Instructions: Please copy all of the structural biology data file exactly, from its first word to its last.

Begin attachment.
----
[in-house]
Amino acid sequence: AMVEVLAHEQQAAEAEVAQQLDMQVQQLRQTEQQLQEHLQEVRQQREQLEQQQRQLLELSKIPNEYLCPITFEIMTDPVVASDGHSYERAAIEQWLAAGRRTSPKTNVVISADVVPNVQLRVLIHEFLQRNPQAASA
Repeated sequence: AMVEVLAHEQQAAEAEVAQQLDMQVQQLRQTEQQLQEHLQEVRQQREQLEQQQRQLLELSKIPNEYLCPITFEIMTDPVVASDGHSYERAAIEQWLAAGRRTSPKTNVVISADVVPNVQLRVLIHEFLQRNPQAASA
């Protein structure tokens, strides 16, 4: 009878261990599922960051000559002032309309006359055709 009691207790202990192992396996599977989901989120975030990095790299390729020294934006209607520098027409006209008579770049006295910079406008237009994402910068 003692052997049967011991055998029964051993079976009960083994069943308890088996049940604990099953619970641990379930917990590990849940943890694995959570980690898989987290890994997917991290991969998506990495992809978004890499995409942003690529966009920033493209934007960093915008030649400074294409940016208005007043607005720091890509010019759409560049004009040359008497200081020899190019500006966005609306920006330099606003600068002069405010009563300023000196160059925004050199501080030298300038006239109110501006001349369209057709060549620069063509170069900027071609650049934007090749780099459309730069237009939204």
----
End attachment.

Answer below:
[in-house]
Amino acid sequence: AMVEVLAHEQQAAEAEVAQQLDMQVQQLRQTEQQLQEHLQEVRQQREQLEQQQRQLLELSKIPNEYLCPITFEIMTDPVVASDGHSYERAAIEQWLAAGRRTSPKTNVVISADVVPNVQLRVLIHEFLQRNPQAASA
Repeated sequence: AMVEVLAHEQQAAEAEVAQQLDMQVQQLRQTEQQLQEHLQEVRQQREQLEQQQRQLLELSKIPNEYLCPITFEIMTDPVVASDGHSYERAAIEQWLAAGRRTSPKTNVVISADVVPNVQLRVLIHEFLQRNPQAASA
């Protein structure tokens, strides 16, 4: 009878261990599922960051000559002032309309006359055709 009691207790202990192992396996599977989901989120975030990095790299390729020294934006209607520098027409006209008579770049006295910079406008237009994402910068 003692052997049967011991055998029964051993079976009960083994069943308890088996049940604990099953619970641990379930917990590990849940943890694995959570980690898989987290890994997917991290991969998506990495992809978004890499995409942003690529966009920033493209934007960093915008030649400074294409940016208005007043607005720091890509010019759409560049004009040359008497200081020899190019500006966005609306920006330099606003600068002069405010009563300023000196160059925004050199501080030298300038006239109110501006001349369209057709060549620069063509170069900027071609650049934007090749780099459309730069237009939204």